LETTERS TO THE WORLD is the first anthology of its kind—a feminist collaboration born from The Discussion of Women’s Poetry Listserv (Wom-po), a vibrant, inclusive electronic community founded in 1997 by Annie Finch. With an introduction by D’Arcy Randall and brief essays by the poets themselves reflecting on the history and spirit of the listserv, the book presents a rich array of viewpoints, and poems ranging from sonnets to innovative forms.
259 contributors, 19 countries, 5 continents
Australia * Canada * Cuba * France * Germany * Greece * India * Iran * Italy * Ireland * Mexico * New Zealand * Norway * Palestine * Philippines * Romania * South Africa * U.K. * United States
“The collective voice of these bold, humorous, and striking poems captures a vast spectrum of feminine experience and proves “herstory” a force to be reckoned with. The reader is swept up by a perfect storm of tenderness, wit, narrative and lyrical vision, culled from the seasoned and emergent, those close to home and she who speaks to us continents away. Oh, Mighty Wom-po, long may you serve!”
author of Awake, What We Carry, Smoke, and Facts About the Moon
Panoramic in scope, these Letters to the World and from the world of the on-line Wom-Po Listserv exult in a constellation of voices both individual and now connected. I can’t help but think of Emily Dickinson, whose line provides the title for this anthology, privately binding her poems with needle and thread and storing them away. It’s a gift that we have these poems available from a community that is passionate about poetry and women’s voices. It’s a conversation in which we should all be engaged. It’s a new cosmos. Imagine if Dickinson had been able to log on.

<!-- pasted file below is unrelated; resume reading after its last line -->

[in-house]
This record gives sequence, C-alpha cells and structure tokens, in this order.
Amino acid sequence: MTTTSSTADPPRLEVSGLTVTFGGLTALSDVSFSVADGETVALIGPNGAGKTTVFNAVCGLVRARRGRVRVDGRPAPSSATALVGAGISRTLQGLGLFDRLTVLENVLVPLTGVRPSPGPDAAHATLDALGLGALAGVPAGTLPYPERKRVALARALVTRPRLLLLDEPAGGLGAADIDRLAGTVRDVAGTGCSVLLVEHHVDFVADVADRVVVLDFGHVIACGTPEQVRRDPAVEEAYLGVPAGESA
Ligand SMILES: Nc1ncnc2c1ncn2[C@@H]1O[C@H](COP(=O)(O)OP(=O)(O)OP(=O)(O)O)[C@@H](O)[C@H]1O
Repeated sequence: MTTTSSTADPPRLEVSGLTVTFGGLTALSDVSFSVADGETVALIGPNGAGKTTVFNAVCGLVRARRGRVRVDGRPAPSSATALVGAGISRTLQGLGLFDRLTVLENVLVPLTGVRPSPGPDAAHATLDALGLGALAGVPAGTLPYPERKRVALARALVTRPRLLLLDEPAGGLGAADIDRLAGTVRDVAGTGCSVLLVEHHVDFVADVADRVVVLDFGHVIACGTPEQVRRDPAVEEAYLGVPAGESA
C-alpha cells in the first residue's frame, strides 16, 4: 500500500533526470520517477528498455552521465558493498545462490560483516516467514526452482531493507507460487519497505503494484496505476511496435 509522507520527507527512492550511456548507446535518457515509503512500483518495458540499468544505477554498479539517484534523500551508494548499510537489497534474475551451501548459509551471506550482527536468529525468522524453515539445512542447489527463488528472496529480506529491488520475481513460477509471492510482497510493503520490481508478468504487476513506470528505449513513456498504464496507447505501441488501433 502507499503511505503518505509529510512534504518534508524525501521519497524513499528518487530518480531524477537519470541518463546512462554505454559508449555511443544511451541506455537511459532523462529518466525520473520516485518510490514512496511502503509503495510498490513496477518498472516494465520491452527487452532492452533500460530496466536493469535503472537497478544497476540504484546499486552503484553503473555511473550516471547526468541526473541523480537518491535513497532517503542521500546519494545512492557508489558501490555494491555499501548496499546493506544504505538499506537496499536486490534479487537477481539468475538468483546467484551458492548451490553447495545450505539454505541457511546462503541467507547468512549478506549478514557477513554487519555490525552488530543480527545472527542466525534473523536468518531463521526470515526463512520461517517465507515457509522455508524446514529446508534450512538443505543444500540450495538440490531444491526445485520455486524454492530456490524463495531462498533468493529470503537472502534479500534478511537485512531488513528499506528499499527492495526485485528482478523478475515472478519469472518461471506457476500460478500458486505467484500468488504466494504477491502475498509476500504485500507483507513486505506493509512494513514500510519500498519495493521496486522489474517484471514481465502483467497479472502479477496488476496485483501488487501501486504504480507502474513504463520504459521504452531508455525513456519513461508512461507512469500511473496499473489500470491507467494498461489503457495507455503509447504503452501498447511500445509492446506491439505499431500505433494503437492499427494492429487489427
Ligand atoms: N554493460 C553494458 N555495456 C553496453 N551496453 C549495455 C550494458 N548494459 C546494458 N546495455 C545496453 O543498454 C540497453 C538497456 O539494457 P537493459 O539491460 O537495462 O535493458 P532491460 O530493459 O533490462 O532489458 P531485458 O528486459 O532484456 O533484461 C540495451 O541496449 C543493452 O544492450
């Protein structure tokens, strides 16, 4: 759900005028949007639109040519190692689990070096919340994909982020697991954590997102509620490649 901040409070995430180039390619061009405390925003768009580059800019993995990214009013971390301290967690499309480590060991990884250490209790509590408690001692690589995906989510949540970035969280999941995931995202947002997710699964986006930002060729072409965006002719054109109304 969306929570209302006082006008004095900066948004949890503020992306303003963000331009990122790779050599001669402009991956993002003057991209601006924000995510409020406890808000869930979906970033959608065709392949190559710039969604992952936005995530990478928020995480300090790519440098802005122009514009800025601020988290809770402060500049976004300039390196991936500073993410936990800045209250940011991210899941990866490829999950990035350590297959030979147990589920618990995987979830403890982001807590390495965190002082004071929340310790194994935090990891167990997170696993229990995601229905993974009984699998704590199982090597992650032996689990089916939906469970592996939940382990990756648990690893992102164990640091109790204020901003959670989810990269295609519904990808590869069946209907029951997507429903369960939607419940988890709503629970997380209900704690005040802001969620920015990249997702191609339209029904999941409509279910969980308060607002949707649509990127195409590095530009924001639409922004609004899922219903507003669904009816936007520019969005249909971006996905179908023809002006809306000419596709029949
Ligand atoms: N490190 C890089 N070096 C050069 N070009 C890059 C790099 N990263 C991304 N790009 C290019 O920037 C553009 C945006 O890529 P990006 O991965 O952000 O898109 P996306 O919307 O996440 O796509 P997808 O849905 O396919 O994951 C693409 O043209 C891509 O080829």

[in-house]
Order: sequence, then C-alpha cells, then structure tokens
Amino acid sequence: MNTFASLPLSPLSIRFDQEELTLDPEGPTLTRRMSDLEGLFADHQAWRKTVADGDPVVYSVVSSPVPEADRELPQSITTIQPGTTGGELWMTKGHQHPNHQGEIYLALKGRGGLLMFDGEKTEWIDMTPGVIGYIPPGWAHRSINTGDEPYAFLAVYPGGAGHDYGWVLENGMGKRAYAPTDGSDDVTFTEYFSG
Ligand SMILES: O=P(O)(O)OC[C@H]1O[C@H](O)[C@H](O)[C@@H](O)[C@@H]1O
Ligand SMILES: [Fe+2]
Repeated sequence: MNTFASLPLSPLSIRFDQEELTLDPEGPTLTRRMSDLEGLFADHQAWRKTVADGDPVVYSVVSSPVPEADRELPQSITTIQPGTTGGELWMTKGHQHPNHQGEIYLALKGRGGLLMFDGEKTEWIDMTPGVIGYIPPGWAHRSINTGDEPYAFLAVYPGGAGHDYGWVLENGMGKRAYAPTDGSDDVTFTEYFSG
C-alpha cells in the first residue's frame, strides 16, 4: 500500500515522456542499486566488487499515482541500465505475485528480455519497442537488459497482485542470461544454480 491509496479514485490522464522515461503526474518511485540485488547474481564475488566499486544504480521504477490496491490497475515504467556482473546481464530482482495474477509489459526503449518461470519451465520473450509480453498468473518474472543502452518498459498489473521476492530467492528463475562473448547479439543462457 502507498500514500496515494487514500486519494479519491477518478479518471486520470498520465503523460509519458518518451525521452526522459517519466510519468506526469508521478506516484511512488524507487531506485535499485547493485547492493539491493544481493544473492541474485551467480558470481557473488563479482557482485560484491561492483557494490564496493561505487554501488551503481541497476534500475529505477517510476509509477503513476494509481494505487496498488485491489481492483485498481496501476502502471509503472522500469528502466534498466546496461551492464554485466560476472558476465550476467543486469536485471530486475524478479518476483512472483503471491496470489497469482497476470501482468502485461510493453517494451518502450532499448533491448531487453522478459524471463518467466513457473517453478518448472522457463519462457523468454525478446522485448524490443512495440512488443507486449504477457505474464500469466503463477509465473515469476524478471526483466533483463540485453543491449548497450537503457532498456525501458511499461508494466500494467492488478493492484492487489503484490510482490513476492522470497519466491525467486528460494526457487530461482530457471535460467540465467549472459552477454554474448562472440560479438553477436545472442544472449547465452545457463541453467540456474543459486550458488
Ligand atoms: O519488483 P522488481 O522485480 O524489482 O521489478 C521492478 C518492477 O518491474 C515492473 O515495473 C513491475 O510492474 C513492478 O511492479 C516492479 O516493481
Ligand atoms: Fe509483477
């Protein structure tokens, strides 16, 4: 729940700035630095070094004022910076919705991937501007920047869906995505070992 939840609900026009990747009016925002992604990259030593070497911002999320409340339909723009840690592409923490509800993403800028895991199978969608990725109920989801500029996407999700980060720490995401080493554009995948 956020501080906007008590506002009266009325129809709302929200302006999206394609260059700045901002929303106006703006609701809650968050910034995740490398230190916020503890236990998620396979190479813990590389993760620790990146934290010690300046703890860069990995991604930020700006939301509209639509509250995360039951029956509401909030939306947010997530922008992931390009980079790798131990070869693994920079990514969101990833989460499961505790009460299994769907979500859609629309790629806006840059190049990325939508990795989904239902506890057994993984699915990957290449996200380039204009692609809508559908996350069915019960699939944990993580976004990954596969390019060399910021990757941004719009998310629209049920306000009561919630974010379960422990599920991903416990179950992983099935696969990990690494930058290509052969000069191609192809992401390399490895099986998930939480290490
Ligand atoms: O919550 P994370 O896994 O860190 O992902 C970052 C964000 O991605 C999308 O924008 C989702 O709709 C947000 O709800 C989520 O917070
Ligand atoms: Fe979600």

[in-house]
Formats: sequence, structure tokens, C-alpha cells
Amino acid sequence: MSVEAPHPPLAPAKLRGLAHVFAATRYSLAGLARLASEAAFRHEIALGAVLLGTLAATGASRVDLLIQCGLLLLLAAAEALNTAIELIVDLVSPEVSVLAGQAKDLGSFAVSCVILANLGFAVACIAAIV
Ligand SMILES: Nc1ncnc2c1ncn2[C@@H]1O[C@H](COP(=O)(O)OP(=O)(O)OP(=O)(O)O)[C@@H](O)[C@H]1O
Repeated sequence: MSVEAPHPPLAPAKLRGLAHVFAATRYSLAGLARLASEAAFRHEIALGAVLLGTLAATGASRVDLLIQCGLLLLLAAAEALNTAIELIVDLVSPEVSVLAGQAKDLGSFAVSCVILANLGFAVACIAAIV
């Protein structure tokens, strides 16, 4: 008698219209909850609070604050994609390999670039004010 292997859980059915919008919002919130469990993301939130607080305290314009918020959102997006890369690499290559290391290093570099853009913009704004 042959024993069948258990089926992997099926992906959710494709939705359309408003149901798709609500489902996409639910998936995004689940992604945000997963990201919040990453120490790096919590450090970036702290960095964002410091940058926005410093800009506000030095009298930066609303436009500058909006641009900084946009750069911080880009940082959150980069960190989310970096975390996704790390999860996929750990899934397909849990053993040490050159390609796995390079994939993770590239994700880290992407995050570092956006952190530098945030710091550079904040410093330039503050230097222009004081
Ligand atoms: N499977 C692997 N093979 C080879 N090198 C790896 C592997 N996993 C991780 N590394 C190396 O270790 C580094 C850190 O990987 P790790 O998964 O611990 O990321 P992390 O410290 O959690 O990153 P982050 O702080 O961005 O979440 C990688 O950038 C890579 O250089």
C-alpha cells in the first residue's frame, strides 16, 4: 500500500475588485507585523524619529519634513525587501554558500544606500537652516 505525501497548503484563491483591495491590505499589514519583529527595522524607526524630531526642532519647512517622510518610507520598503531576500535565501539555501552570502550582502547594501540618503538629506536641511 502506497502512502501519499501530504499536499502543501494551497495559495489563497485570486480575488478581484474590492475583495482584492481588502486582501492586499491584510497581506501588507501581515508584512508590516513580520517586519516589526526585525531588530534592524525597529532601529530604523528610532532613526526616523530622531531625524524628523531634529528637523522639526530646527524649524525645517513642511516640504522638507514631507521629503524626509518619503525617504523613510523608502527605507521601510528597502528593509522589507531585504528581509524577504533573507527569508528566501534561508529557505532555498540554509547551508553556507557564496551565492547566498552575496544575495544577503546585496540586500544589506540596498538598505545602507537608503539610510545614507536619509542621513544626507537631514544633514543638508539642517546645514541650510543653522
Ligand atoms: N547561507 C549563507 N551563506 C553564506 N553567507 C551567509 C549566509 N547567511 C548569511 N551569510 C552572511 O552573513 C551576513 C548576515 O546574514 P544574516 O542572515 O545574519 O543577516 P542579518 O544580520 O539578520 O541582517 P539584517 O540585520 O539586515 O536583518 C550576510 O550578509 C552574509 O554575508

author of Theory of Twilight, Flying Over Sonny Liston, and 10 Moons and 13 Horses
LETTERS TO THE WORLD is unique on several levels. Its poems convey the extraordinary range of existing contemporary voices and show how the Internet allows people to connect meaningfully across cultural and aesthetic boundaries. The preface, introduction, and 28 brief essays by contributors meditate on this quality of Wom-po and reveal how virtual communities enlarge real lives and both deepen and broaden poetic discourse.
The creation of the book itself reflects the egalitarian quality of the internet and the collaborative ideals which have engaged many feminists. Any Wom-po member who wanted to contribute to the book was included. The editorial group collaborated over a two year period, dividing tasks according to interest and availability and making decisions based on consensus, with no one individual having veto power. (The Afterword describes the process in more detail.)
The diversity of the poems and the poets’ demographics, the self-empowering means of selection, and the egalitarian process which brought the book into form make LETTERS TO THE WORLD a remarkable example of how the Internet has radically rearranged associations among poets, editors, and readers.
Read “Cento for an Anthology of Women’s Poetry,” an article on the process of creating the book, in Junctures: The Journal for Thematic Dialogue.
EDITORS IN CHIEF: Moira Richards, Rosemary Starace, and Lesley Wheeler
INTRODUCTION: D’Arcy Randall
PREFACE: Annie Finch
EDITORS: Margo Berdeshevsky, Rachel Dacus, Ann Fisher-Wirth, Ellen Goldstein, Eloise Klein Healy, Ann Hostetler, Louisa Howerow, Lillian Baker Kennedy, Athena Kildegaard, D.O. Moore, and Ren Powell.
COVER ART: Margo Berdeshevsky